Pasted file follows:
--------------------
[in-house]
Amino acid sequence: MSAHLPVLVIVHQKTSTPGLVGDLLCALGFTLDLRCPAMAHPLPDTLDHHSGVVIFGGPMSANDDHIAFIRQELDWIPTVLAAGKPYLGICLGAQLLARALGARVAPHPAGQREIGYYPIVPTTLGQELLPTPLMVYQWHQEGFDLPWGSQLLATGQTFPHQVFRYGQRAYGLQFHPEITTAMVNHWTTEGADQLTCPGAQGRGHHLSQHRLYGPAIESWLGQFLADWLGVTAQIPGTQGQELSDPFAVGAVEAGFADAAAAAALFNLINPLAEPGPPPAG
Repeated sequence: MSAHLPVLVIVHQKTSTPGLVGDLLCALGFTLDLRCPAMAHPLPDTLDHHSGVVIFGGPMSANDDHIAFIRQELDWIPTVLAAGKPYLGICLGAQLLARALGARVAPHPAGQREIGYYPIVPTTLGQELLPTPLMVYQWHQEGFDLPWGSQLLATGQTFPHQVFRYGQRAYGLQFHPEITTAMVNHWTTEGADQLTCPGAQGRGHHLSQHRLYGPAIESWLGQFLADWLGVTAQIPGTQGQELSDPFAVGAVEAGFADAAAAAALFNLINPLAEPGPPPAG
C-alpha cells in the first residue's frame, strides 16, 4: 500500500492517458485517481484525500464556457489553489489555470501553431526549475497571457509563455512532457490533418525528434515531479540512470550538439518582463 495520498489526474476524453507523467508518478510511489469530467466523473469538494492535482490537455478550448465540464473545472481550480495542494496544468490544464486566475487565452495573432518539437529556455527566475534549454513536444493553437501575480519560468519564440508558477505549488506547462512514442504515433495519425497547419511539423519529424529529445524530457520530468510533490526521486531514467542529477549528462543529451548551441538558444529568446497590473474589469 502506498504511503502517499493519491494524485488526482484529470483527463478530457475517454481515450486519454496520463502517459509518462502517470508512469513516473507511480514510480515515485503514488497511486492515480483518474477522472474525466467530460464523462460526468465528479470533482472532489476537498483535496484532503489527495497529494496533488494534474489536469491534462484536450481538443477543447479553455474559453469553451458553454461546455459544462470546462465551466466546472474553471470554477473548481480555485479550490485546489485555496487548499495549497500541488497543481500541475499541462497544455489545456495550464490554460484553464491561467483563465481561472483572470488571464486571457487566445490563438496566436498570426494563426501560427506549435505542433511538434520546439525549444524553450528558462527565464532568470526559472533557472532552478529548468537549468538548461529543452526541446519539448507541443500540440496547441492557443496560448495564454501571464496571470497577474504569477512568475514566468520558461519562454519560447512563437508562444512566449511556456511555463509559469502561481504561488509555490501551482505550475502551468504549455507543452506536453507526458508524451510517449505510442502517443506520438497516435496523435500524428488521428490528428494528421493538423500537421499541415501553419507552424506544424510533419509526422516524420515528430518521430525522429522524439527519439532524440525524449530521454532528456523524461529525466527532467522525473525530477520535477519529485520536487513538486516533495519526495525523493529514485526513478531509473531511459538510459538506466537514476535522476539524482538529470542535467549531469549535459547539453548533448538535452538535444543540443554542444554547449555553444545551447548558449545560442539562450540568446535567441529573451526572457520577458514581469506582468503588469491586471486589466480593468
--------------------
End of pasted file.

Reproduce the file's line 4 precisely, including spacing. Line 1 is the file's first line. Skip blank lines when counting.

C-alpha cells in the first residue's frame, strides 16, 4: 500500500492517458485517481484525500464556457489553489489555470501553431526549475497571457509563455512532457490533418525528434515531479540512470550538439518582463 495520498489526474476524453507523467508518478510511489469530467466523473469538494492535482490537455478550448465540464473545472481550480495542494496544468490544464486566475487565452495573432518539437529556455527566475534549454513536444493553437501575480519560468519564440508558477505549488506547462512514442504515433495519425497547419511539423519529424529529445524530457520530468510533490526521486531514467542529477549528462543529451548551441538558444529568446497590473474589469 502506498504511503502517499493519491494524485488526482484529470483527463478530457475517454481515450486519454496520463502517459509518462502517470508512469513516473507511480514510480515515485503514488497511486492515480483518474477522472474525466467530460464523462460526468465528479470533482472532489476537498483535496484532503489527495497529494496533488494534474489536469491534462484536450481538443477543447479553455474559453469553451458553454461546455459544462470546462465551466466546472474553471470554477473548481480555485479550490485546489485555496487548499495549497500541488497543481500541475499541462497544455489545456495550464490554460484553464491561467483563465481561472483572470488571464486571457487566445490563438496566436498570426494563426501560427506549435505542433511538434520546439525549444524553450528558462527565464532568470526559472533557472532552478529548468537549468538548461529543452526541446519539448507541443500540440496547441492557443496560448495564454501571464496571470497577474504569477512568475514566468520558461519562454519560447512563437508562444512566449511556456511555463509559469502561481504561488509555490501551482505550475502551468504549455507543452506536453507526458508524451510517449505510442502517443506520438497516435496523435500524428488521428490528428494528421493538423500537421499541415501553419507552424506544424510533419509526422516524420515528430518521430525522429522524439527519439532524440525524449530521454532528456523524461529525466527532467522525473525530477520535477519529485520536487513538486516533495519526495525523493529514485526513478531509473531511459538510459538506466537514476535522476539524482538529470542535467549531469549535459547539453548533448538535452538535444543540443554542444554547449555553444545551447548558449545560442539562450540568446535567441529573451526572457520577458514581469506582468503588469491586471486589466480593468